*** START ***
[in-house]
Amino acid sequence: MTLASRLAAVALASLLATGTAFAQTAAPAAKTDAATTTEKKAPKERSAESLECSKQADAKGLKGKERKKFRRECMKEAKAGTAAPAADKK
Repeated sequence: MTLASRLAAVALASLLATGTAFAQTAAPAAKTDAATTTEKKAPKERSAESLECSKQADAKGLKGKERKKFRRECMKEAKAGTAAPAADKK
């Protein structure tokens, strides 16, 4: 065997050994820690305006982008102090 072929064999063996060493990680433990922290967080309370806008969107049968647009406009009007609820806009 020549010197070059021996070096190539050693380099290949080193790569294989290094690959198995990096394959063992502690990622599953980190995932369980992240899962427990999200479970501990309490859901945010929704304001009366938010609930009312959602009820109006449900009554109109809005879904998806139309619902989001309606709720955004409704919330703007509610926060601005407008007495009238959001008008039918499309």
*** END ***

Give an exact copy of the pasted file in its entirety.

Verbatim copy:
[in-house]
Amino acid sequence: MTLASRLAAVALASLLATGTAFAQTAAPAAKTDAATTTEKKAPKERSAESLECSKQADAKGLKGKERKKFRRECMKEAKAGTAAPAADKK
Repeated sequence: MTLASRLAAVALASLLATGTAFAQTAAPAAKTDAATTTEKKAPKERSAESLECSKQADAKGLKGKERKKFRRECMKEAKAGTAAPAADKK
């Protein structure tokens, strides 16, 4: 065997050994820690305006982008102090 072929064999063996060493990680433990922290967080309370806008969107049968647009406009009007609820806009 020549010197070059021996070096190539050693380099290949080193790569294989290094690959198995990096394959063992502690990622599953980190995932369980992240899962427990999200479970501990309490859901945010929704304001009366938010609930009312959602009820109006449900009554109109809005879904998806139309619902989001309606709720955004409704919330703007509610926060601005407008007495009238959001008008039918499309």